A golf course superintendent who wishes to remain anonymous wrote with an interesting question. Here's our exchange.
I have been using the growth potential model for 2 seasons - but very religiously this season. I have some brief thoughts that I wanted to pass along, and was curious what you thought regarding the following:
Would the growth potential model more accurately match the growth of the grass if soil temperatures were used rather than air temperatures? Or canopy temperatures?
I am sending this email today because of some observations this weekend. We had our first cold snap of the season - average temperatures of 51, 49, 47, 53 [that would be from about 8 to 12 ºC] this past Thursday - Sunday. However, we had full sun in the afternoons and our soil temperatures at 2" [5 cm] depths and canopy temperatures (in the full sun) both exceeded the air temperatures. It does not appear that our grass slowed its growth much. This is small sampling in a short period of time, and my guess is over a long time frame (the interval between fertilizer applications) the peaks and valleys will smooth out.
Going into and coming out of winter are when I notice the greatest variances. Honestly, I don't know that the variations will have much impact on N amounts. I have not monitored soil temps religiously enough to cross reference with the growth potential model, but plan to next year.
Ultimately, just curious what you thought about the impact of soil or canopy temps on the growth potential model.
Here's my response.
Real quick answer: the GP optimum temperature and equations are set based on the general AIR temperatures for growth written about in Dr. Beard's Turfgrass: Science & Culture book. So as far as general use, the GP equation is meant to generate a value between 0 and 1 that is calculated from air temperature and related to the optimum air temperature given by Dr. Beard.
The application of GP is not an exact science and is not reality -- it is just a number between 0 and 1 (or between 0 and 100%) that can be put to use in various ways. As you will have seen, and as I and others around the world have found, despite the fact that GP is just a number, and is not in and of itself reality, it can be practically useful in a lot of maintenance work.
Here's my guess at what happens with weather like this past weekend. I think the variances you see in spring and fall may also be due to the optimum temperatures changing -- grasses adapt a bit when it is hot or cold, so there is just no way that one can model growth exactly with this type of equation. The enzymes in the leaf change, or the activation temperatures for certain reactions, with changes in temperature. So I think as long as things generally seem to even out over say a week -- a week's average of GP should correspond to the way one sees the grass actually growing -- then I would be comfortable that the number is useful.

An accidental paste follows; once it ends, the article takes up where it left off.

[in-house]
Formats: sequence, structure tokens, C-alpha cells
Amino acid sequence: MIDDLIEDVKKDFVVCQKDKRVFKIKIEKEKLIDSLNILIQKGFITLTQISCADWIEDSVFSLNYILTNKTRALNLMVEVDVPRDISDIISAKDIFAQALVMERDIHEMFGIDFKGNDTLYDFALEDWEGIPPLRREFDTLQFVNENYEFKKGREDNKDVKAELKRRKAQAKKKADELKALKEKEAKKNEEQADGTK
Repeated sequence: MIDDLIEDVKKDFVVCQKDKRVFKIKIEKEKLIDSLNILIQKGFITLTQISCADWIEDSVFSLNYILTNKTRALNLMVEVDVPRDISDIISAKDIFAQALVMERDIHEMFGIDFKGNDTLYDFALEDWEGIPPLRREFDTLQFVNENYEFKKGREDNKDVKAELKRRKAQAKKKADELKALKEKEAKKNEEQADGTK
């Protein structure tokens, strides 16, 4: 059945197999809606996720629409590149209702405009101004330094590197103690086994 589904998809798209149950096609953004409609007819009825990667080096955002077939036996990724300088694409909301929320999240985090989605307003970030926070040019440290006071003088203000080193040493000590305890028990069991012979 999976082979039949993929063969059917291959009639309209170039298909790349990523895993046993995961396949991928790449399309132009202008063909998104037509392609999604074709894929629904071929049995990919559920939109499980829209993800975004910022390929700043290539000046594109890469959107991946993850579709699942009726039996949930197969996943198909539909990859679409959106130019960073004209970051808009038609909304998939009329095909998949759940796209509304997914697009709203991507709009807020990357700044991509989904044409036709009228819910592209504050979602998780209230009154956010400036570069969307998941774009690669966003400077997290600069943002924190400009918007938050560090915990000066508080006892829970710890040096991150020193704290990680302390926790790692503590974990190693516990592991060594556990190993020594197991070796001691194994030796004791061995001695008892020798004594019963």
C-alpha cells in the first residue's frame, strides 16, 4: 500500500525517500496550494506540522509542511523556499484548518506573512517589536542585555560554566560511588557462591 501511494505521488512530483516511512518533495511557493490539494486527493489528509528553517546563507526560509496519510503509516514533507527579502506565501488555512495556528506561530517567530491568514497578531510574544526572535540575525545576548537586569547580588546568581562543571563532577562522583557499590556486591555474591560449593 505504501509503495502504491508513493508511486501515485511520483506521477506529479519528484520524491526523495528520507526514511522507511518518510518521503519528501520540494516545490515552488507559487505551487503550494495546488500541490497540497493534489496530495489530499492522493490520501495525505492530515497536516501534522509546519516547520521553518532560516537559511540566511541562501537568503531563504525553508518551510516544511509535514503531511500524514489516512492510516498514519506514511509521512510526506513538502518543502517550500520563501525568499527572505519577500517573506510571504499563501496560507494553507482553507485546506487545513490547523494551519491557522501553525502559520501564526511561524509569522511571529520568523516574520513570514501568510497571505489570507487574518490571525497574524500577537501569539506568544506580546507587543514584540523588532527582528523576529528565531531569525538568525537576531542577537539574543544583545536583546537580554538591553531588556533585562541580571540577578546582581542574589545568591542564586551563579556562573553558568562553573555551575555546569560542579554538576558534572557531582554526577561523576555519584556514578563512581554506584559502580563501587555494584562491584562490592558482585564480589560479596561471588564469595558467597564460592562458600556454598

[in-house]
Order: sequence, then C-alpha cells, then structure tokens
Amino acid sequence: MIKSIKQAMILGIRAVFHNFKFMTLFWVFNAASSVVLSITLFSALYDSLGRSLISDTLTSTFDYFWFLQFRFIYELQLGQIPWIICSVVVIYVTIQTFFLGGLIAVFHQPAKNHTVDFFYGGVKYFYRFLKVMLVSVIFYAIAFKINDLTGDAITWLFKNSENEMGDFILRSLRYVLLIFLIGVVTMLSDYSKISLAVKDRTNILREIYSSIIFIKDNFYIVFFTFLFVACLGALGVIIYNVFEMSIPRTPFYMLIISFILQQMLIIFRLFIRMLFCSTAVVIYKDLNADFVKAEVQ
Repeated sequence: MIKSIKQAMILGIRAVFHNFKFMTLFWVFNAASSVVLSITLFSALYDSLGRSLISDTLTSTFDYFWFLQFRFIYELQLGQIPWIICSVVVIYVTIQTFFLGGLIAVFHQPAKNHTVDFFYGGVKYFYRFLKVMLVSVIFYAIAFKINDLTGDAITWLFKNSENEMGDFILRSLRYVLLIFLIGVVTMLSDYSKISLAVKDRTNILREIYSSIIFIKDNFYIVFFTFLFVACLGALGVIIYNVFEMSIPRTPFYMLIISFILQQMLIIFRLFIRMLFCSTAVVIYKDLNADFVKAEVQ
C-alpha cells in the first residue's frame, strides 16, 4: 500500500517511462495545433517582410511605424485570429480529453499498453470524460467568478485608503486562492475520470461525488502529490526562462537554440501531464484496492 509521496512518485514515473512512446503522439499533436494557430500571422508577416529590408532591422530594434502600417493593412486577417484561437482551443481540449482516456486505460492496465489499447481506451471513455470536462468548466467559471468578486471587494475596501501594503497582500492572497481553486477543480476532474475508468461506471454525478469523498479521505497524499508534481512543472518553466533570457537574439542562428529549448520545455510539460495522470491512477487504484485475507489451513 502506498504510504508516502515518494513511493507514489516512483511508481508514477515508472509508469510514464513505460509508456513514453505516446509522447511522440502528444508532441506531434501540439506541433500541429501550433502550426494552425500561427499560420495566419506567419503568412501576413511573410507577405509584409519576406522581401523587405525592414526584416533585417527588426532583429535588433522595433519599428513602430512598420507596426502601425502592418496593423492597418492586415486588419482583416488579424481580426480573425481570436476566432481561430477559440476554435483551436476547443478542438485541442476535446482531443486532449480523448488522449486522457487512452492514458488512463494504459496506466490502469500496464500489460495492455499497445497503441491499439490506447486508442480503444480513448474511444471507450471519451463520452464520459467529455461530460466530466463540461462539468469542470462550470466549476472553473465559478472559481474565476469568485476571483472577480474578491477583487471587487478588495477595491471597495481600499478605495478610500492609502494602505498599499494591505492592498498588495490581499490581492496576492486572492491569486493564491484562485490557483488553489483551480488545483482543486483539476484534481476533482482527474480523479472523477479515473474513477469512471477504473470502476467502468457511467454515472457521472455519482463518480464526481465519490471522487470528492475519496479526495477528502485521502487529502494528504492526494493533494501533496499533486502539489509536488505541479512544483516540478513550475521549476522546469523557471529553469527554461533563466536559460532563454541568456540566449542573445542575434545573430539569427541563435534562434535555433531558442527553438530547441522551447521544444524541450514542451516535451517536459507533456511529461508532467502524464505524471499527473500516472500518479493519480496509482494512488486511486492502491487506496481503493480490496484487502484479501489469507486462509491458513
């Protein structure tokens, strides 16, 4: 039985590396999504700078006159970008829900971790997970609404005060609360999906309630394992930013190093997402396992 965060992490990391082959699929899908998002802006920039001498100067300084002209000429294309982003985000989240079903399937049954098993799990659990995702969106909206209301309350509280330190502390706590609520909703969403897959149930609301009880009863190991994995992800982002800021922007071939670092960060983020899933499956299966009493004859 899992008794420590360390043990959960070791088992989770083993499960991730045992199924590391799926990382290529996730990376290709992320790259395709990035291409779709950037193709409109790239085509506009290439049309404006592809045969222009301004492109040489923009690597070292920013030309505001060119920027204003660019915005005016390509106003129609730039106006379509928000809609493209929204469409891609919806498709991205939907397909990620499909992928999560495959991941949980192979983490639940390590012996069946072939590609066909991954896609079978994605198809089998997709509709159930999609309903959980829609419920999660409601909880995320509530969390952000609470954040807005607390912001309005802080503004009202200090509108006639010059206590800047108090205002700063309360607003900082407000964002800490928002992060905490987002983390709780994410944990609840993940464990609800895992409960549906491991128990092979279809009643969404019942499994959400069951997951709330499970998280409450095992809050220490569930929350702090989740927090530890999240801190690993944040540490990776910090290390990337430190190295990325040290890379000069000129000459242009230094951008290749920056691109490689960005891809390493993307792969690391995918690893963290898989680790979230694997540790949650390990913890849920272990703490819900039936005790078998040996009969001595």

Canopy temperatures, I don't know enough to consider.
Soil temperatures -- one could do this type of model using soil temperature, and one would adjust the optimum temperatures to do so, probably. But a lot of research about soil temperatures is related to root growth, not so much shoot growth. So I still like to work with air temperatures and try to estimate shoot growth. My guess is that soil temperature would not add a whole lot to the accuracy of the model. The reason being that soil temperature is a wave function following air temperature. The soil temperature just follows the air temperature and doesn't go to extremes of highs and lows and has a time lag depending on depth. My measurements of soil temperature and air temperature have been in Asia and in California and Oregon. When I've done that, the soil temperature is usually quite similar to the air temperature (see Figure 10 here), and it has been somewhat predictably lagging behind air temperature. So I just don't think there is a huge amount of information in soil temperature that would improve accuracy.
I think it is awesome you are applying this, and I think it is an excellent idea to try different measurements or adjustments that better make it fit the observed growth or grass conditions.
One more thing comes to mind regarding GP. I look at it as a passive predictor, not as a driving or controlling force. So the GP for me is very much a "potential" but it is not something that is "causing" the grass to do anything. In that sense, if the grass was healthy last week, and had some ample amounts of nutrients, and the soil temperatures and air temperatures were reasonable and then dropped off, you can see that the driving force would be the inertia of the grass just growing along. The GP as a "potential" would not immediately slam the brakes on growth. But over the long term, the potential makes sense.